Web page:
Just a couple of questions, if I may; first on marketing expenses. Traditionally, Q1 over Q4 seasonality on marketing expenses going down 7%, but this time around they were up 2% sequentially. You did mention that you are investing in terms of your future growth in marketing here. But just wanted to get a sense of what should the run rate be.

Erik Bardman

Well, I think to give you a little bit of a sense in terms of how we are looking at and where we're investing, I think philosophy-wise what you're going to see from us, and Jerry has talked about it before and you'll hear a lot more about it from us going forward as well, is we're very focused on investing on the variable side and driving demand generation and things that are going to drive the top-line of the business.

I think we're very pleased with the results we saw in Q1. And as you see in the numbers as well, we are investing appropriately. We're being very judicious, though, in terms of how we think about it. It is focused on the variable side. We're trying to be very cautious about anything we add to the fixed spending base for the business. And you'll see it as it develops over the course of the year, but to give you a little bit of sense of where we are today and how we think about it.

Ashish Sinha - Morgan Stanley

Moving quickly on to the companion box, you talked about it integrating remote technology, controller and HDTV camera. And you talked about it as an additive opportunity for your top-line. But I am trying to think here, wouldn't that in any way try to cannibalize some of your individual product segments.

Jerry Quindlen

I don't think so. We see it as mostly additive. There is a possibility for some amount of cannibalization sure, but I don't know. This is a whole new opportunity, a whole new ecosystem in our mind. And frankly, the experience on the larger screen in your home is going to be very different and very exciting and very rich for people. And so we think it's going to be very, very different. I'm not going to say 100% incremental.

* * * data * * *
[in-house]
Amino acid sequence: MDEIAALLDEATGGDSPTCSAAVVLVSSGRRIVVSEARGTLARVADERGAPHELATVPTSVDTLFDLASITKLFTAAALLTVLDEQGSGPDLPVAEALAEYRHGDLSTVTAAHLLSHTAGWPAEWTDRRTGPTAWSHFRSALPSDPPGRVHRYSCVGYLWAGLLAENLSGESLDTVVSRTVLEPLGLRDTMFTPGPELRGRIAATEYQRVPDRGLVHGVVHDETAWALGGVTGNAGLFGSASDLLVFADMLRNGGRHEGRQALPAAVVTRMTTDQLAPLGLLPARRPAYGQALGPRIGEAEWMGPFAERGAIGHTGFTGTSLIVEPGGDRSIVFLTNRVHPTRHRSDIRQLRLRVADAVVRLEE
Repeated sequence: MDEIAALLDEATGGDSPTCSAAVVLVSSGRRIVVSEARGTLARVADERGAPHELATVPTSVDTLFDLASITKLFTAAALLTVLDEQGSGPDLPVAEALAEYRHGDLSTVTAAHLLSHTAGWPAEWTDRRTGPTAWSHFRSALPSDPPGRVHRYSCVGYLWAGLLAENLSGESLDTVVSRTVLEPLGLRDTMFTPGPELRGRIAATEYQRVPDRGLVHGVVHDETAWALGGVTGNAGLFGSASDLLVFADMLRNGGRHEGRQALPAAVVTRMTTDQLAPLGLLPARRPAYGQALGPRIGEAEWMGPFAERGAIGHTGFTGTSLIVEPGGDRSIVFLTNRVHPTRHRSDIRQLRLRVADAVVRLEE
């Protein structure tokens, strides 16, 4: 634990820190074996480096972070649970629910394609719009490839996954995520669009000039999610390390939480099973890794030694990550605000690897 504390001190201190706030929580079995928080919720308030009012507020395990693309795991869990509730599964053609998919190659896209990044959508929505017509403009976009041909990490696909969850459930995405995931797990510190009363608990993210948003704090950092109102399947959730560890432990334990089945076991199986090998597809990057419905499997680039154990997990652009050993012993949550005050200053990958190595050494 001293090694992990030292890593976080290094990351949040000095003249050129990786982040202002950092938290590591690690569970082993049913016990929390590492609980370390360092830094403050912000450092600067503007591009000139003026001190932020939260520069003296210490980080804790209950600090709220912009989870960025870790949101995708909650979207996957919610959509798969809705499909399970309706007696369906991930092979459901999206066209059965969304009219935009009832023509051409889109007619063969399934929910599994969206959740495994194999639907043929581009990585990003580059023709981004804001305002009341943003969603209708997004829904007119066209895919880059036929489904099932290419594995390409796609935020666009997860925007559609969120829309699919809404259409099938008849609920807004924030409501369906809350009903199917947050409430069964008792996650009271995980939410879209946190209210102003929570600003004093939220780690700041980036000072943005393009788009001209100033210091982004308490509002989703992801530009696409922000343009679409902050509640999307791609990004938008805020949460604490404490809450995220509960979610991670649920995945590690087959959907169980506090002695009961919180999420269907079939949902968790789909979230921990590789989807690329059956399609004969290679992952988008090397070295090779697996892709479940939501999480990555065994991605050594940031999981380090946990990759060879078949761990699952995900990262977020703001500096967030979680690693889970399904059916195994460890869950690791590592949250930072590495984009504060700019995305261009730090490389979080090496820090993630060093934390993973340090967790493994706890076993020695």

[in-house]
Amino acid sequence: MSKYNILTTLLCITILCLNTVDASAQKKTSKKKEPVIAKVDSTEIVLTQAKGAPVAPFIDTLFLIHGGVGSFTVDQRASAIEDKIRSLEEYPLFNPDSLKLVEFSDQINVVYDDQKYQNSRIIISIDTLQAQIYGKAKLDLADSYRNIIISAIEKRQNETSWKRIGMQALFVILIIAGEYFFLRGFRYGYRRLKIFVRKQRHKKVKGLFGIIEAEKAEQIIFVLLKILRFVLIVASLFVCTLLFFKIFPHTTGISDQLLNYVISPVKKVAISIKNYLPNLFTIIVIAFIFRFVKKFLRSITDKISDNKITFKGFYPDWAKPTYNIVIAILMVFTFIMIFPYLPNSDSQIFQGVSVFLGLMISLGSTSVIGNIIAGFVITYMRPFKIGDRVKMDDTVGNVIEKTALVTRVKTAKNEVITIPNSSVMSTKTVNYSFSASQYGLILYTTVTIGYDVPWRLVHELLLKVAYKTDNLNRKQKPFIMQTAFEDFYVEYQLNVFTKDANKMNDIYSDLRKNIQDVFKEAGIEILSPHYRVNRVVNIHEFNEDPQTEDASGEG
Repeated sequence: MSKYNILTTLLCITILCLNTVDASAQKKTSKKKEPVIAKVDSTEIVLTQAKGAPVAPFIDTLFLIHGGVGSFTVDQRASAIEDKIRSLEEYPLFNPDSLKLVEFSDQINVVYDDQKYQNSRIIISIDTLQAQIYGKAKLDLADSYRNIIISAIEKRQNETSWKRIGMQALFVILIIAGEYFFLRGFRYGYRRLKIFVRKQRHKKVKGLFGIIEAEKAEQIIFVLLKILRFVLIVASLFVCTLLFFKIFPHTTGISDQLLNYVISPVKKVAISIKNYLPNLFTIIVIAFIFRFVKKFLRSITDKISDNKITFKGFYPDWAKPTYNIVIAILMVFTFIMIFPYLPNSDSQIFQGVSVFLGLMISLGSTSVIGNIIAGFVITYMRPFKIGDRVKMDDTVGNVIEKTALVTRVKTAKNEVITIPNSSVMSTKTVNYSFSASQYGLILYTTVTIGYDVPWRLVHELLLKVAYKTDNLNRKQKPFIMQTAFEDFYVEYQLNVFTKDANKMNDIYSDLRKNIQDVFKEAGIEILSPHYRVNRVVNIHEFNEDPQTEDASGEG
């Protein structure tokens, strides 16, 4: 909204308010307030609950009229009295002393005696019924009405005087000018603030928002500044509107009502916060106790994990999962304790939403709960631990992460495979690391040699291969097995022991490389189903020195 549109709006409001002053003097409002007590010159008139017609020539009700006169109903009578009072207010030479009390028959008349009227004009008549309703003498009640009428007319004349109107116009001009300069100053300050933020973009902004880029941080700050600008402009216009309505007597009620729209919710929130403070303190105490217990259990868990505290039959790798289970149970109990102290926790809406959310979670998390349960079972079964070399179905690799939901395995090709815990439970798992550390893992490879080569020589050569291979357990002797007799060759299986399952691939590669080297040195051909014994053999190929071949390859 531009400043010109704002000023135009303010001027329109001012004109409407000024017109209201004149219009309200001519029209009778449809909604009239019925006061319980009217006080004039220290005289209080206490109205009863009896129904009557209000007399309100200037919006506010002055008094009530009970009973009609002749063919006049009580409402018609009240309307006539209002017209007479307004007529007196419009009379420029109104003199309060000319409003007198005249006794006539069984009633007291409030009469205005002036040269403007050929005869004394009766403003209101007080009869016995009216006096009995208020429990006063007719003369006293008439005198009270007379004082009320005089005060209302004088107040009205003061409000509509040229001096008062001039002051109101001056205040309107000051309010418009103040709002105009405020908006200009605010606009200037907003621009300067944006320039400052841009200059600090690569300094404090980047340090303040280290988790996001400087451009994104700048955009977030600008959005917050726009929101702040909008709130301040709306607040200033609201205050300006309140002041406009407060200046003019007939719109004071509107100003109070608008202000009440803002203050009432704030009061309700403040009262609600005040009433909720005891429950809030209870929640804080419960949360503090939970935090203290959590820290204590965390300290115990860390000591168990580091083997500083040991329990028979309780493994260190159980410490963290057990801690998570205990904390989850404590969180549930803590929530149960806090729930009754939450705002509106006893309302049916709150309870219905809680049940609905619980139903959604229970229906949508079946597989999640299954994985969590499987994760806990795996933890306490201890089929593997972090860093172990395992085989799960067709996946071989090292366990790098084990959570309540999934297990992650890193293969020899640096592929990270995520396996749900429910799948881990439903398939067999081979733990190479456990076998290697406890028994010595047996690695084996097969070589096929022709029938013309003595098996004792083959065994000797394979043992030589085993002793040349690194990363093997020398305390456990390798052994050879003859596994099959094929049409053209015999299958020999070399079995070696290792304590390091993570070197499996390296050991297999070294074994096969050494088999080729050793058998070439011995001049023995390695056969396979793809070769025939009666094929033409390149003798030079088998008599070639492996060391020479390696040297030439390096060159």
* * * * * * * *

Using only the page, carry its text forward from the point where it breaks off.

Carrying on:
The thing that excites the most, Ashish, is this has the opportunity to become another installed base that we didn't innovate off of like we've done around the PC for decades. And so we think it's mostly additive.

Ashish Sinha - Morgan Stanley

And my last question is the peripheral touch opportunity around Apple products. And if you look at some of the products and their focus areas, their focus has been on touch with the launch of the Magic Trackpad, the Magic Mouse, et cetera, et cetera. We haven't seen anything similar in terms of touch technology for you guys.

And given the fact that Apple's installed base is growing quite fast, is this going to be a focus area for you? Should we expect any kind of an update from you from this side, or do you think Apple is not going to be such an attractive opportunity for you in terms of peripherals?

Jerry Quindlen

Well, a couple of things. First of all, it's important to remember that we have a lot of peripherals that we sell at Apple stores, and we have a lot of products that are Mac-specific.

Let me talk about the Magic Mouse, which has been in the market for a little while now. The Magic Mouse and the so called touch technology that it incorporates, we introduced the touch mouse two years before the Magic Mouse, and we still have some mice out there with touch technology, but we deemphasized it, because what we found was the consumer did not like that approach as much as what we've been doing in the past with what we call the precision scroll wheel.

So the touch technology, the Magic Mouse, is not a new technology. We actually brought it to the market before Apple and anybody else. And so we don't see it as a threat to our mouse franchise.